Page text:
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Irish Customs Around Family and Children

In this series of articles about Irish customs, I want to introduce you to peculiarities in how Irish people interact. What are Irish people like? 

On this page, I want to talk about families and children, two very important things in Ireland.

Children In Ireland

Something I still find remarkable after all these years of living in Ireland is how kind people are to young children. The Irish treat their children well.

When I am out and about with my kids, people we meet will always make contact with the kids as well.

They smile with them and talk to them as the little people they are about things that are important in their little worlds. In Ireland, people understand having kids as something to be enjoyed. And enjoying them means to have fun with them.

Kids are valued here, and have a lot of freedom to be kids. They can run wild and mess around and it will be tolerated as good fun and as ‘the kind of thing kids that age will do'.

Family values in Ireland- Family and children are important here.

A family on their weekend outing, watching a street performance in Galway.

Many people see disciplining as something for a little later in life. Irish people will spend money on their kids before the spend money on themselves.

Many who have lived abroad for years, return to have their children here. Ireland is seen as a great place to raise kids, even though, compared to other European countries, the services and benefits aren't great.

Babies especially are doted over. Everyone here loves babies. Even grown men will comment on your baby and ask you about how she is doing, or give her a smile.

Therefore, if you meet people with babies in Ireland in any context, whether they are introduced to you, or whether you are out and about and are just talking to strangers, be nice and get in on the Irish customs around babies.

Comment, compliment the mother, ask about the baby, ’flirt’ with the baby. Whatever comes easy. It’s the right thing to do socially, and it’s fun.

Irish Customs Around The Family

Family is a big thing in Ireland, and Irish customs around families are a good thing know about. In most people’s lives, family values will rank highly.

Parenting is still quite traditional in the sense that the State offers no option for paternal leave, and that in most families, men are still the main earners of family income. Therefore, in most cases, the Irish mums are in charge of family life.

When women have babies and young children, they will try to spend as much time as possible at home with them. Of course, this will depend on family finances and on each particular situation, but in whatever way they can, they will make their children the number one thing in their lives.

If mums are at home or work only part time, they will give lifts to school and afterschool events, to sports matches, to friends houses and so on. They cook the meals and organise school uniforms and homework. Dad will often come home late from work, but will make sure to be present for the important weekend events like swimming lessons, Gaelic football matches and birthday parties.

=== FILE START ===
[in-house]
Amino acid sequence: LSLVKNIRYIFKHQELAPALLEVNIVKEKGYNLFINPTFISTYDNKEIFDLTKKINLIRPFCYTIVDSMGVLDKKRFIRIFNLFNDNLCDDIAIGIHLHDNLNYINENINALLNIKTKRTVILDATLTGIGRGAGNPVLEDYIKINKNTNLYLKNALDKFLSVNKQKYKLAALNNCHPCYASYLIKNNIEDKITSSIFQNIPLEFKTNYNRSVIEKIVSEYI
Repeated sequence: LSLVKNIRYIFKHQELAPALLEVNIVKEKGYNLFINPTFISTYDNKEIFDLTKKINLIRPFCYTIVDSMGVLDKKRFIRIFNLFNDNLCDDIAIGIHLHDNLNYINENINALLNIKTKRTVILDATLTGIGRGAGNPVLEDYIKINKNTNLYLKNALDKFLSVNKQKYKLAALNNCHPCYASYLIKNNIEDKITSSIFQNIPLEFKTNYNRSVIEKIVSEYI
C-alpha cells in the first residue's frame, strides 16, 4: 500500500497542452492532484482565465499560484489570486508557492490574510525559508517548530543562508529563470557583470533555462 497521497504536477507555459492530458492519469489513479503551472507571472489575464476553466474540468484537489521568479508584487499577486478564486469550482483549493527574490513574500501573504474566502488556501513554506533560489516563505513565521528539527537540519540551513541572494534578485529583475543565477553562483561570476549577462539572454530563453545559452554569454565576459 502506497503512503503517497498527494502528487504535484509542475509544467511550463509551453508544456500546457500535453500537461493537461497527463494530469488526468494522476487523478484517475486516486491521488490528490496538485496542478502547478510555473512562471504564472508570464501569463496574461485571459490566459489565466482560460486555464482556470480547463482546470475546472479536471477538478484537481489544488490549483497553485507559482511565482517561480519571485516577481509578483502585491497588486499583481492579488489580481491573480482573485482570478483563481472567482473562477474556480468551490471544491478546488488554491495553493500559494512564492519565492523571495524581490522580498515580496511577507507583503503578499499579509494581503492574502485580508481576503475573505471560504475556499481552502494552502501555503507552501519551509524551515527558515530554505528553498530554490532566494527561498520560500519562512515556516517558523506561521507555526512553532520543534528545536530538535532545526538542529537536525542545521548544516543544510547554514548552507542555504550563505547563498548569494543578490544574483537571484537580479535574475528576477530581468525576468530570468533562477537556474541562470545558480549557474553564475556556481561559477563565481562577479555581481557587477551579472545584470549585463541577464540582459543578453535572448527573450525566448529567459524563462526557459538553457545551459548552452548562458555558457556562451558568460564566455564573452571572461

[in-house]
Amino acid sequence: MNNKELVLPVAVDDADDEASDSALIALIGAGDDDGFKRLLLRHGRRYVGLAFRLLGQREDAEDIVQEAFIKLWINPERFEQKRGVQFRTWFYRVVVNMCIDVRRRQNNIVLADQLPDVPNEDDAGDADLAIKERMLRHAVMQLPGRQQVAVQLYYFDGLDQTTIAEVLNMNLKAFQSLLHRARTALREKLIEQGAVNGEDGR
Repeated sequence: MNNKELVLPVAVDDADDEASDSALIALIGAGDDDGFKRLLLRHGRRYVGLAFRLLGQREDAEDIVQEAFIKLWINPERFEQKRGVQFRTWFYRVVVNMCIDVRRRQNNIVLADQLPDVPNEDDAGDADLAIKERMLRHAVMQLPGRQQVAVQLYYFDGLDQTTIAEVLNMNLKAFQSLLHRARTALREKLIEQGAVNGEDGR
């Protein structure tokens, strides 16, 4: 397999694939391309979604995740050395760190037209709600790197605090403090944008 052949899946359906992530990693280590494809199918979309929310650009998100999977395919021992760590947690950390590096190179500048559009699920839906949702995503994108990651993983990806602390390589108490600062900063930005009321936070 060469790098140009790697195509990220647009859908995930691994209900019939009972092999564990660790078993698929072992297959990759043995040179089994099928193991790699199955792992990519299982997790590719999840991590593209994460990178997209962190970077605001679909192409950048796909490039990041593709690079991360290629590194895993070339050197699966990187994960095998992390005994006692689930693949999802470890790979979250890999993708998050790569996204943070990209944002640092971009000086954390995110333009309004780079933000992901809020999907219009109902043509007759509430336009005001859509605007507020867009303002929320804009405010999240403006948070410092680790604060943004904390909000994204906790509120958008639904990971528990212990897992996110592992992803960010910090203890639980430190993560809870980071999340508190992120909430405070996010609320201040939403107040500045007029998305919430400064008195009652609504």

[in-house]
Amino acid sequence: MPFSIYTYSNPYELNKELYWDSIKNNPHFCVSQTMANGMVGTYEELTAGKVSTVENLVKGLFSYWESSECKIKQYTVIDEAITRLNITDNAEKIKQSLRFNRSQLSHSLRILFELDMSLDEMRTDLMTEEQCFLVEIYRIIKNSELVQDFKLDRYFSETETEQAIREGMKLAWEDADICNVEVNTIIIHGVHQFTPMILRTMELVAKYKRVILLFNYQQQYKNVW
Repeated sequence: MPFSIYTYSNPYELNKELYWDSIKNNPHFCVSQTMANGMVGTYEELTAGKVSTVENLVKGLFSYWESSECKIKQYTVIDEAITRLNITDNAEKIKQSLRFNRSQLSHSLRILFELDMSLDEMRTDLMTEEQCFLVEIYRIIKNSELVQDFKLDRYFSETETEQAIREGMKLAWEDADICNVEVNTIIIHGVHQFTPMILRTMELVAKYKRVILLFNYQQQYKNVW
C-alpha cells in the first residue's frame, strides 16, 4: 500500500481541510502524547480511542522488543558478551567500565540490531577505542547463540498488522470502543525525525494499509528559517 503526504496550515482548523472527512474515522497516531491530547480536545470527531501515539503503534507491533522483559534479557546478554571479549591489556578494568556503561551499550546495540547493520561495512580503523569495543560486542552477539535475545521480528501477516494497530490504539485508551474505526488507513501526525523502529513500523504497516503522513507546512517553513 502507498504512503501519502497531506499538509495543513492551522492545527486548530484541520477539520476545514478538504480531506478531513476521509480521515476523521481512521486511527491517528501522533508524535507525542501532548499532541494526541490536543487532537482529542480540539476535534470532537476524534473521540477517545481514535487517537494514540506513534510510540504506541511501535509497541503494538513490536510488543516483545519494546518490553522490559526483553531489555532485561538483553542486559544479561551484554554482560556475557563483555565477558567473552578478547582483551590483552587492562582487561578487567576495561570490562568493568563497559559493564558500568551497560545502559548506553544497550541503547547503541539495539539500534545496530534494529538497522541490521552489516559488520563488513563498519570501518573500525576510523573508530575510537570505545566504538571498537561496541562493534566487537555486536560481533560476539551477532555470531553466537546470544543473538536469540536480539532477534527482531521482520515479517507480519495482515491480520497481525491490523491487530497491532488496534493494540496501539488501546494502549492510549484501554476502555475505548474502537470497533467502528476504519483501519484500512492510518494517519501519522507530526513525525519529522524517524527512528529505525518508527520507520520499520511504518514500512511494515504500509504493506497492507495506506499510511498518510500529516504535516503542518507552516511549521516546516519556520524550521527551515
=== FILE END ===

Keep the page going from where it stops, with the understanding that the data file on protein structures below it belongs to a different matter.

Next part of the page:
The family of origin is extremely important as well. One might not share many of the same values as one’s parents, but parents will be respected and visited regularly.

Most Irish people I have come to know will work hard exercising tolerance, avoidance or whatever it takes to avoid any conflict with their parents. Conflict is seen as being ‘not worth it’. There is a great awareness of life being limited, being ‘too short’ to be tainted by arguments. You could argue that avoiding conflict is an Irish custom.

Some siblings can be very close even in adult life. In rural areas, siblings will often end up becoming neighbours, and their kids will be best friends as well as cousins, being in and out of each others’ houses.

Read More About Irish Customs

Find out some secrets to starting a conversation with an Irish person.

Read about the next stage in making conversation where your conversation partner will look to bond with you.

Find out peculiar facts on how Irish people interact.

Find out about the concepts of privacy and personal space in Ireland.

Find out some secrets to social interaction in Ireland when you are out and about.

Find out some first impressions about the Irish that will strike you early on.

Communication in some Irish families can be an interesting experience for someone who is not used to it. In many families, the mother is the hub of communications, and adult siblings will only communicate to each other through her.

Alternatively, if they do talk to each other directly, they won’t talk about issues that concern A and B who are talking, but rather, A and B will discuss C’s problems. Later on, B and C might talk about what is bothering A. To this day, witnessing this indirect communication is very strange for me.

Communication in Germany is straight up. Even though I have mellowed a lot over the years and would often pull away from being too straight out for fear of hurting the other side’s feelings, I would still want to speak directly to the person concerned. But in Ireland, addressing a situation directly, especially in a family context, can often be seen as inappropriate or even threatening.

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Regards, Colm and Susanna

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